In a decision that should concern all employers who engage independent contractors, a federal appeals court recently held that a Maryland general contractor was the “joint employer” of its subcontractor’s employees for purposes of wage payment liability.
In this case, the Fourth Circuit Court Appeals, which does not govern Pennsylvania employers but does encompass several neighboring states (e.g., Maryland), determined that a joint employment relationship between companies exists when they share or in some way “co-determine … the essential terms and conditions of a worker’s employment.” In this matter, the court fashioned its own test to determine whether a joint employment relationship exists. The court’s non-exclusive list of six factors to consider in evaluating the “joint employer” issue included: (1) whether and how the two entities—either formally or through an informal practice—“direct, control, or supervise the worker”; (2) whether both companies have the ability to hire, fire, or modify the terms or conditions of employment; (3) the degree of permanency and duration of the relationship between the two companies; (4) whether one of the companies exercises control of the other; (5) whether the work is performed on premises owned or controlled by one of the companies; and (6) if and how the two companies control “functions ordinarily carried out by an employer” including, but not limited to, payroll, use of equipment, benefits, insurance and other management functions.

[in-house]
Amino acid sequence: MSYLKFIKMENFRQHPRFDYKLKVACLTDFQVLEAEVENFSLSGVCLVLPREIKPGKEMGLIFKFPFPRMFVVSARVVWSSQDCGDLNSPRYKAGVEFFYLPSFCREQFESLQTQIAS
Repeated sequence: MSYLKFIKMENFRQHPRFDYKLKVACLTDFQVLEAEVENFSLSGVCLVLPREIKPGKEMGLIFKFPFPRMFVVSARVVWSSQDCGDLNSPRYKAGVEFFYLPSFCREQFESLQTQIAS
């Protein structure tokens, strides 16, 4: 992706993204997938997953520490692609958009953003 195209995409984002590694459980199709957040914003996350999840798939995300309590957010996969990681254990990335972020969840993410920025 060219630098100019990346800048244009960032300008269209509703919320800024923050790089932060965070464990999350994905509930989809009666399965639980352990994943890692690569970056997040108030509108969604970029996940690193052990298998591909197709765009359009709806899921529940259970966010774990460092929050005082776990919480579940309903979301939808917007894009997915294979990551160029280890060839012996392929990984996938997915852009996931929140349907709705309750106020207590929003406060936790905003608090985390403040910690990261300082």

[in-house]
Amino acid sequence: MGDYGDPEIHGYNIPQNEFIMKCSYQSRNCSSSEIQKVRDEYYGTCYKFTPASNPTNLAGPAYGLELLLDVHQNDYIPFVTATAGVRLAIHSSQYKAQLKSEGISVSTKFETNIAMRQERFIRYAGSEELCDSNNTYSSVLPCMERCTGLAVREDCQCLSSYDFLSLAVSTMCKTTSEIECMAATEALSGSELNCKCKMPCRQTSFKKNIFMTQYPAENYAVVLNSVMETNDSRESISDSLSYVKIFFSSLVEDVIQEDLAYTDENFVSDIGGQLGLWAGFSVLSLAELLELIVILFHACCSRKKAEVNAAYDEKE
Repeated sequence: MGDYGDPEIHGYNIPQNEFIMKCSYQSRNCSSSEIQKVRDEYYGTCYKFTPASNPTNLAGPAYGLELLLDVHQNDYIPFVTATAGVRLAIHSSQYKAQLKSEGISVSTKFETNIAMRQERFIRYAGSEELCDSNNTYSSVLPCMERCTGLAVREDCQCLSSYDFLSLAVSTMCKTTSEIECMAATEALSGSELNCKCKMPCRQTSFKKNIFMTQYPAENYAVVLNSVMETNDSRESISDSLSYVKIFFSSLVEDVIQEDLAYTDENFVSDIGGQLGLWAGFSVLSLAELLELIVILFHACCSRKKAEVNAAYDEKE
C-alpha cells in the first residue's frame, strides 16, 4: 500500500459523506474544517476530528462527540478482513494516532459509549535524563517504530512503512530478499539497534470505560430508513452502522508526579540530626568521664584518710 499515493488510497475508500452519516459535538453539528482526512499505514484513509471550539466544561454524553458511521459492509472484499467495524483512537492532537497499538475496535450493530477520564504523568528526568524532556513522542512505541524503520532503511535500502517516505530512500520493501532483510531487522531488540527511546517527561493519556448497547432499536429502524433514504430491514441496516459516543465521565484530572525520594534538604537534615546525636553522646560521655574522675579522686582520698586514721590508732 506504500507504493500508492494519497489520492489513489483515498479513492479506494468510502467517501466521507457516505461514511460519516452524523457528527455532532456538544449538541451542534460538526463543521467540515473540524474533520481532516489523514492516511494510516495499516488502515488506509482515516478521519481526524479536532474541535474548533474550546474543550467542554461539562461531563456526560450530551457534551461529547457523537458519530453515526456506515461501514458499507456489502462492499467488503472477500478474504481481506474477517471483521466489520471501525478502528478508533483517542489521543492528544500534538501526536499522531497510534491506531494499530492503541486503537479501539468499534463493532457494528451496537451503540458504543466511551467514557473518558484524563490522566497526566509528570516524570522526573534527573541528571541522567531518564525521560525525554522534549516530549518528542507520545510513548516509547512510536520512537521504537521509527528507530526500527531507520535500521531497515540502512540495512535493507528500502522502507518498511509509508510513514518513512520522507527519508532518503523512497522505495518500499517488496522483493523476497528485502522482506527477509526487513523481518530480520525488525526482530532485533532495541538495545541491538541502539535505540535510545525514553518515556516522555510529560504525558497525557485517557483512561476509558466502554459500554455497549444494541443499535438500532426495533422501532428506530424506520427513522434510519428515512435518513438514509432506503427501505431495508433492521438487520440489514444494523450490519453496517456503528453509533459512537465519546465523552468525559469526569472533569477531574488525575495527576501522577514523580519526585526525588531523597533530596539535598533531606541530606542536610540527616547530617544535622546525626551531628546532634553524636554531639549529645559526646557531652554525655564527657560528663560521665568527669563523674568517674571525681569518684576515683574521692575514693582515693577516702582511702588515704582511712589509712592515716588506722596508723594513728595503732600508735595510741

This ruling may have significant repercussions for health care systems and practices. By way of example, if a practice engages—through an independent contractor or staffing services agreement—a sub-specialty group to perform certain tasks, regardless of the terms of any agreement, this sub-specialty group may be deemed to be employees of the practice. The consequences of a joint employment finding may be significant. Despite treating such individuals as independent contractors, the practice could be responsible for overtime and other unpaid wages, harassment clams, benefits and required payments into both the unemployment and workers’ compensation systems. There also exist potential union ramifications inasmuch as this sub-specialty group may be deemed to be a part of any unit of employees who attempt to organize.
Ultimately, the use of the joint employer analysis by the courts (as well as numerous government agencies such as the Equal Employment Opportunity Commission and the Department of Labor) may ensnare those who are not wary. In light of the above, employers should review their practices and agreements with respect to independent contractors and staffing agencies. While there does not exist a bright line test to eliminate completely any potential liability in these situations, there are steps employers can take in order to insulate themselves.
If you have any further questions, please do not hesitate to contact Rick Hackman at Saxton & Stump for further guidance.
Professional: Richard L. Hackman, Esq.